Perhaps the single most important feature of the Bill is the meaning of "indecent." It will be seen that the Bill contains no definition of that word. I assure the House that this is a matter to which I gave a great deal of thought, and I shall be surprised if it is not a matter to which the Committee returns when we discuss the Bill at that more detailed stage. I have, however, been interested to note that most—not all, of course—of the comment that has been made so far has supported this omission, on the ground that any definition is likely only to lead to refinements of legal argument. It was precisely for that reason that no such definition was included.

I do not think that this is likely to lead to any difficulty in practice. The legal position is that the meaning of "indecent" in a statute has to be deduced from its context. In this context the word has featured in statutes for well over a century, and the courts do not appear to have found any difficulty, in practice, in interpreting it. Its primary sense is of sexual impropriety in the various forms that that may take. It is, however, clear that the sense of the word goes wider than that and covers material which outrages or affronts conventions. It would, therefore, cover, for example, offensive pictures of the deliberate infliction of torture.

I have seen it argued that the interpretation of this word, if undefined, is likely to vary from district to district, and that it is wrong to leave it to the decision of individual magistrates, but I do not believe that those are valid criticisms. Obviously, the meaning of a term such as "indecency" changes over long periods, and it is clear to many of us from our own experiences that there are variations in different areas. What is wrong with that? There are individual parts of the country where stricter standards of restraint apply than elsewhere—stricter perhaps than here in the metropolis—and I see nothing wrong in a provision which may be so interpreted that it enforces a greater degree of restraint where this is in line with the standards of the local community. I do not see merit in trying to seek a centralised, uniform, universal definition which does not take account of local variations in opinion and feeling.

I believe that the public themselves have a considerable rôle to play in the operation of legislation of this kind, by having the chance to make known to the enforcement authorities what it is that they find objectionable when publicly displayed. It is understandable that the ineffectiveness of the existing law may have deterred complaints of that kind from being made to the police, but when the Bill has been passed that excuse will no longer be available. I have no doubt that the task of the police and the courts in making these provisions effective will be greatly helped if individual members of the public make known to the police the kind of material the display of which they find offensive.

Mr. W. R. Rees-Davies (Isle of Thanet)

Is my right hon. Friend likely to give any guidelines to the Metropolitan Police about what might be regarded as offensive material? I ask that because of what he said about these provisions applying to matters not only of a sexual nature but of a sadistic nature.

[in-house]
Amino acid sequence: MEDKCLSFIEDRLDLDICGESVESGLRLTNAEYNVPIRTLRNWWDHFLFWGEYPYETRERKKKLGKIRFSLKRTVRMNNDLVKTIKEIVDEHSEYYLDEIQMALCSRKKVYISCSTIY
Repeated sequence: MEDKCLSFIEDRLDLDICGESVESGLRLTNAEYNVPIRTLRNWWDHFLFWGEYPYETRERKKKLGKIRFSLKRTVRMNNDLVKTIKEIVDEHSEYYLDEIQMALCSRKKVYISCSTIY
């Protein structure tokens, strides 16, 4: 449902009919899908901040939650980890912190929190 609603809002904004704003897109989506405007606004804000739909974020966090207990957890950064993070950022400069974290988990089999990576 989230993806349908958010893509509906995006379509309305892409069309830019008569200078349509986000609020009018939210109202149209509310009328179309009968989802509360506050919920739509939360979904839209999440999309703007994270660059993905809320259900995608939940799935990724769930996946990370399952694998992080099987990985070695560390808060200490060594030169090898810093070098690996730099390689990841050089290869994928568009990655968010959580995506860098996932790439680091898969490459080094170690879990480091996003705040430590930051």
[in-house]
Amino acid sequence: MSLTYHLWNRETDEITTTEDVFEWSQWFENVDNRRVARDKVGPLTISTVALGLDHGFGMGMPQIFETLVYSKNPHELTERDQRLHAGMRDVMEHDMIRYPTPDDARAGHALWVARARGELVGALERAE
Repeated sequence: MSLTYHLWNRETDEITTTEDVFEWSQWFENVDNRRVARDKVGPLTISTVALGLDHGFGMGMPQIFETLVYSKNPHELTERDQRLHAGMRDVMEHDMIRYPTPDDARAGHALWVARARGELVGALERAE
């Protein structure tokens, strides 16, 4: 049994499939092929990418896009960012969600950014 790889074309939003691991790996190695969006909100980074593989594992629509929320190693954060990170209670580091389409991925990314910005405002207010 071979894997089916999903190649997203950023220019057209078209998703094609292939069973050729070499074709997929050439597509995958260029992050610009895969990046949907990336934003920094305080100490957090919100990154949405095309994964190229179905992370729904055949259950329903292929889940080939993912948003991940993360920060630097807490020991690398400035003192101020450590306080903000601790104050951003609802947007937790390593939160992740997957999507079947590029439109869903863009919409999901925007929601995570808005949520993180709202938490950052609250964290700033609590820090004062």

Mr. Carr

I shall consider what my hon. Friend has said. My instinct—and I believe that it is correct—is not to give guidance to the police. There is some doubt about the extent to which Home Secretaries should give guidance to the police. I believe that once the law is brought up to date and made adequate it will soon become apparent to the police, from the complaints made to them not by the Home Secretary but by ordinary people—and, for that matter, by Members of Parliament passing on views which they receive from their constituents—what lines to pursue. I do not want to be dogmatic, but I rather shy away from the thought of giving such guidance to the police.

I now turn from the general principles to the specific provisions of the Bill. My hon. and learned Friend the Minister of State will deal with some of these in more detail at the end of the debate. There are, however, several matters which I should particularly like to draw to the attention of the House now.

Part I of the Bill resolves some anomalies which have emerged in our system of film censorship—and they really are anomalies. This system subjects films that are shown in the commercial public cinema to the control of the local licensing authorities, but other exhibitions are exempt from that control, just as they are from the operation of the Obscene Publications Acts unless they are given in a private dwelling-house to which the public are not admitted. It seems extraordinary that something that can be done in private in our own sitting rooms is subject to the law of obscenity, yet something that is done in a film club is not. I cannot believe that that is not an anomaly and that it should be allowed to continue.

Equally, we believe that those films shown under the label "clubs", for commercial gain, should not be exempt as they are now. The only way of dealing with them is through provisions in the old common law, which most people believe are so defective that the prosecution would rightly be open to criticism if it tried to resort to them.

Part I seeks to remedy the situation by ensuring that exhibitions which are now exempt shall in future be subject either to the control of the local licensing authorities or to the provisions of the Obscene Publications Acts.